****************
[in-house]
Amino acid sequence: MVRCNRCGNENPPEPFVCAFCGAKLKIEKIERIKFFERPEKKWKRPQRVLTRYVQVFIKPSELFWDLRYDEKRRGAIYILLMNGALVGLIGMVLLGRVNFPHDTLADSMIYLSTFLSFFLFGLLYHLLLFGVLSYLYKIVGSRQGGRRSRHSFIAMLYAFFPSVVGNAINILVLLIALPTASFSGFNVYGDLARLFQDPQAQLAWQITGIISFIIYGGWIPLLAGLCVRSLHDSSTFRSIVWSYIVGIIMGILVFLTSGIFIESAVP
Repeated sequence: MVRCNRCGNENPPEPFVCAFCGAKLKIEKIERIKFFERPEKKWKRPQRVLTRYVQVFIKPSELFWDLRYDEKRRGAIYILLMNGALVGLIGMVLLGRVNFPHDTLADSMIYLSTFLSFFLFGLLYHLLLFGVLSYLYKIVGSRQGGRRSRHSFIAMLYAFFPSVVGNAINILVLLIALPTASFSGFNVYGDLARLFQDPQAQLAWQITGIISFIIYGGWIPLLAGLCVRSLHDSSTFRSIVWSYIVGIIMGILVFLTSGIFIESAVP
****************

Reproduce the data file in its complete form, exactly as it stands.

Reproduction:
[in-house]
Amino acid sequence: MVRCNRCGNENPPEPFVCAFCGAKLKIEKIERIKFFERPEKKWKRPQRVLTRYVQVFIKPSELFWDLRYDEKRRGAIYILLMNGALVGLIGMVLLGRVNFPHDTLADSMIYLSTFLSFFLFGLLYHLLLFGVLSYLYKIVGSRQGGRRSRHSFIAMLYAFFPSVVGNAINILVLLIALPTASFSGFNVYGDLARLFQDPQAQLAWQITGIISFIIYGGWIPLLAGLCVRSLHDSSTFRSIVWSYIVGIIMGILVFLTSGIFIESAVP
Repeated sequence: MVRCNRCGNENPPEPFVCAFCGAKLKIEKIERIKFFERPEKKWKRPQRVLTRYVQVFIKPSELFWDLRYDEKRRGAIYILLMNGALVGLIGMVLLGRVNFPHDTLADSMIYLSTFLSFFLFGLLYHLLLFGVLSYLYKIVGSRQGGRRSRHSFIAMLYAFFPSVVGNAINILVLLIALPTASFSGFNVYGDLARLFQDPQAQLAWQITGIISFIIYGGWIPLLAGLCVRSLHDSSTFRSIVWSYIVGIIMGILVFLTSGIFIESAVP